Saturday, August 25, 2007


After the excitement of the past few posts, it has been difficult to get back to writing, because I am engaged in a less flashy, but in some ways, still difficult transition period. While the most traumatic part of the treatment is in the past (I hope), there is still much fallout to manage.

I am trying not to be too upset by continued hearing loss, but it is very hard to lose a sense. Part of the richness of life that I have always taken for granted is suddenly unavailable to me. I am isolated from the world, more so than I have ever been. I have difficulty participating in conversations other than with friends and family who agree (and then remember) to make an effort to speak loudly, to not cover their mouths with their hands, and to not expect me to be able to follow if we are not at close range in the same room. Without being able to read lips, night time has become even more quiet. Car rides are mostly solitary experiences – there is just something about the ambient noise that makes it hard to follow conversation. Transactions are frustrating – “paper or plastic?” becomes an embarrassing question when I have to ask it to be repeated five times. The other day I waited on hold for fifteen minutes, only to give up when the Member Service Representative finally did answer, because I couldn’t turn the volume up high enough to hear. I burn the onions because I can’t hear the change from the low bubbling burble to the higher, faster sizzle. Music is hard to deal with. The midrange is gone, and everyone sounds like they are singing off key. TV and movies must be watched with subtitles on. Though still unacceptable, I do think that my hearing is getting better. Achingly slowly, but better nonetheless. Nobody seems to be able to tell me for sure how much of my hearing will come back, or when. I have heard that hearing aids are decent these days, but I am holding out, hoping that my body will continue to bounce back.

I went to my tenth high school reunion last week, and ran into Ben Kaplan, who writes a blog about stem cell research. Ben has become very public about living with cerebral palsy. I realized when I saw him that I had always avoided him, because as a teenager, I didn’t know how to deal with his disability. Should I ignore it, so that he wouldn’t be self-conscious about it (as if anything I could do could have kept him from being self-conscious about it)? How could I ask about it, without showing that I was ignorant (as if not asking didn’t demonstrate the fact that I was)? I got a reality check in talking with him. Despite growing up with a disabled grandfather, I think that even I have sometimes subconsciously thought that the disabled were lazy, or stupid, or scary, or that they just wanted to be left alone, in order to justify my own avoidance of them. Losing part of my hearing has made the reality of living with disability painfully obvious to me – there are impediments that millions of people are dealing with all the time that the rest of us are unable to fathom, and being isolated because of them is the worst punishment that social beings like us can face.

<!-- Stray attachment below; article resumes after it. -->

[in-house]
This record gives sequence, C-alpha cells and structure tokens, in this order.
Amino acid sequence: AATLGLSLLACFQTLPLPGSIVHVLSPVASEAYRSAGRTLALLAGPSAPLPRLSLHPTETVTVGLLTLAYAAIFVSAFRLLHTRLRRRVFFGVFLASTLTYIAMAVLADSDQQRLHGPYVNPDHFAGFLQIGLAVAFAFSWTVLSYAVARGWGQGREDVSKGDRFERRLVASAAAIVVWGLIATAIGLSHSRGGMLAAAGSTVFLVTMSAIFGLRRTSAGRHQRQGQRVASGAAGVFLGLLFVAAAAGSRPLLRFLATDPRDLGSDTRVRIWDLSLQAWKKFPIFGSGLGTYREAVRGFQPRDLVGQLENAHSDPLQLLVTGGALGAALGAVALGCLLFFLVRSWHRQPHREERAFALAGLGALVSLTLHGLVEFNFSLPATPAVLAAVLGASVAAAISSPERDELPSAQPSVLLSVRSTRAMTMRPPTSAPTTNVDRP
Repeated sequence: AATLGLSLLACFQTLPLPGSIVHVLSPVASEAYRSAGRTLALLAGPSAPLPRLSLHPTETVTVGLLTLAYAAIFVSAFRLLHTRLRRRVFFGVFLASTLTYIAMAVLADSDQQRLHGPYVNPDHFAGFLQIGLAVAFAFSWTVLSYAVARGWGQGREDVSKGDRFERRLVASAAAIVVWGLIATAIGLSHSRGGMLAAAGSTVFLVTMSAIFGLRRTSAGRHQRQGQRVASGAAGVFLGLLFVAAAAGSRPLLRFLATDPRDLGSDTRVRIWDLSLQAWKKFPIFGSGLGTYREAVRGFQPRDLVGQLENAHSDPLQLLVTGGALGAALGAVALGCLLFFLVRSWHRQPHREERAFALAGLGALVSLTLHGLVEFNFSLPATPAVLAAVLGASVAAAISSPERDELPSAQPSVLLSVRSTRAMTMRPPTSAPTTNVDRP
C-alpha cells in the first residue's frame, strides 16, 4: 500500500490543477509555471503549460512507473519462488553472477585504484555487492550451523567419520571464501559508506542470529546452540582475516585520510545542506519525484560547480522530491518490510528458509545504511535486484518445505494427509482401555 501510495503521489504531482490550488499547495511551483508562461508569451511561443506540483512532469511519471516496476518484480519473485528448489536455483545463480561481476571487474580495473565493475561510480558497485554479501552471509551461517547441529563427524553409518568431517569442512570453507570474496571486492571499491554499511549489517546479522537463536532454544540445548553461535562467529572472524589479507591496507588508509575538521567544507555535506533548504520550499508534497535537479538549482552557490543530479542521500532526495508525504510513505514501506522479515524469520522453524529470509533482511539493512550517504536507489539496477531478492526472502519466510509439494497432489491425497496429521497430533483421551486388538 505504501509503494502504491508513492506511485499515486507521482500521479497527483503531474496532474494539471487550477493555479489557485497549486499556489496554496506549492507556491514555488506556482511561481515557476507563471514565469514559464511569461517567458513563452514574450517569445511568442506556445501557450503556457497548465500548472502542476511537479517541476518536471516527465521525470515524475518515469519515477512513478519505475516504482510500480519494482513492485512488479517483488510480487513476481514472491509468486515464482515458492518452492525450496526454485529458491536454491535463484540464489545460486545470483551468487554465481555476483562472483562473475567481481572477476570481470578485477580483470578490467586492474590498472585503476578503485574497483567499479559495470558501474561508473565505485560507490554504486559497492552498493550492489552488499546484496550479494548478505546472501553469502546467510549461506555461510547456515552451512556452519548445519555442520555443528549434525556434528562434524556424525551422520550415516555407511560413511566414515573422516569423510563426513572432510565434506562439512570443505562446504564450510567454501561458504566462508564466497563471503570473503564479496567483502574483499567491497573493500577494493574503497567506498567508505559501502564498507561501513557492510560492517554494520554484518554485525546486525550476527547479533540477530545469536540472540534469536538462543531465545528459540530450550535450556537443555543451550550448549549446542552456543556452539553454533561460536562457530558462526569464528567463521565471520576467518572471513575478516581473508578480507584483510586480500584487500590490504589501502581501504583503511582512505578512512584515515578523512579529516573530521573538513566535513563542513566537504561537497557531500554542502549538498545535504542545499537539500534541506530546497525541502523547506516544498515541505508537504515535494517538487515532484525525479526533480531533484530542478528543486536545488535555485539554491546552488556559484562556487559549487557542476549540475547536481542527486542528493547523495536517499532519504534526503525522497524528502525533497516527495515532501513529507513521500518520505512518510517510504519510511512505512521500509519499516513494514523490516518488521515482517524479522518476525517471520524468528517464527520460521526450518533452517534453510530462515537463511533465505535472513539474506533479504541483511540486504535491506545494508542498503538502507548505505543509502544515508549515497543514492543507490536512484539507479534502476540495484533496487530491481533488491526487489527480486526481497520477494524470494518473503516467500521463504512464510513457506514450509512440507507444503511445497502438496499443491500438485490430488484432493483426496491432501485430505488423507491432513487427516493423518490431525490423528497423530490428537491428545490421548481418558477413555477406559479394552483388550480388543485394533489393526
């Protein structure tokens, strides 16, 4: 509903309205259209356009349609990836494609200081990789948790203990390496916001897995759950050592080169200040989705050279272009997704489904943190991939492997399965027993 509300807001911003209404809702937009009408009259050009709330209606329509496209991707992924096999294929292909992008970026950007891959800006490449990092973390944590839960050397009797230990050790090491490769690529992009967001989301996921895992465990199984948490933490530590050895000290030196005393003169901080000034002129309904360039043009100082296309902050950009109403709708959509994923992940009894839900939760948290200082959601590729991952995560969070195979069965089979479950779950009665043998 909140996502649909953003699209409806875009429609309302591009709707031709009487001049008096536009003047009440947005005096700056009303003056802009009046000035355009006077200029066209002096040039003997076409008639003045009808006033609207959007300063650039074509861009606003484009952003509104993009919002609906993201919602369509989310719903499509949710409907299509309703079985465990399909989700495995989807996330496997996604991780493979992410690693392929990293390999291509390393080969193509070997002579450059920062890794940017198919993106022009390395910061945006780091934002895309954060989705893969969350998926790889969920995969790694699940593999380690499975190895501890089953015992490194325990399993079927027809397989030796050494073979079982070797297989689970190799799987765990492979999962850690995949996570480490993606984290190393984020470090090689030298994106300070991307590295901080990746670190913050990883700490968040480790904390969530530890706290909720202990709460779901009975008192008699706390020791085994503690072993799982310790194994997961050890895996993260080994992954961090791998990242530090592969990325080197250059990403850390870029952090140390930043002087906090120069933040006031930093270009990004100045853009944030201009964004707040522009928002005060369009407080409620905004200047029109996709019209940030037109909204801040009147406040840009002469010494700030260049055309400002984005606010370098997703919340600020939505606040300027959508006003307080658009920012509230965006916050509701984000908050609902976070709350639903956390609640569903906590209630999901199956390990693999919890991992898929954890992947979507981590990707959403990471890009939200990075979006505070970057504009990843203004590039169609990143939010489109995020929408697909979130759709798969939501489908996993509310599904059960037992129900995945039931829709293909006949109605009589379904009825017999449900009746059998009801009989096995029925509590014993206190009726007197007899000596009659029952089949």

In order to clean up any lingering renegade cells, I was supposed to have started maintenance chemo a month ago. I haven’t even started yet, though, because my immune system hasn’t bounced back as quickly as expected. Neutrophils, which are the body’s first responders to infection, normally number around 3500, and mine have managed to rebound (from zero!) to around 1800, which is enough to keep me healthy under normal circumstances. But if I were to start the maintenance chemo now, as two out of three of my doctors recommend, there is a high likelihood that my neutrophil count would fall below 500, which is the cutoff point for withholding further chemo. Not only would I not get the full dose of chemo, but I would be at risk for opportunistic infections and neutropenic fever, which landed me in the hospital for a week last spring. Also, from a theoretical point of view, it seems to me that potentially being forced to cut short a course of chemo would select for more drug-resistant strains if there are any, which would be less sensitive to the next round of chemo (the same reason that you should always finish all of your antibiotics!). On the other hand, if there really are any malignant cells lurking around my body, it would be good to kill them off before they gain a foothold. As my doctors readily admit, there is no data here, and once again I find myself in a medical grey zone where the proper course of action is unclear.

All of this of course affects whether or not I will be able to resume school again in mid-October. I am very thankful that the administration has been so supportive – they told me that I could start in October if I was ready, but that they would understand if I wasn’t, and a position would be open for me next year if I needed some time. In the meantime, I am working on editing a manuscript for Dr. Reynolds at Children’s Hospital Los Angeles, with whom I had planned to pursue my PhD before getting sidetracked, and exploring other options for how to productively and happily pass the time if I decide that I am not ready to start school in October. I spend most of my days debating what to do next, and despite the fact that I am not back to “normal”, I am happy to say that I am dealing with an embarrassment of good options.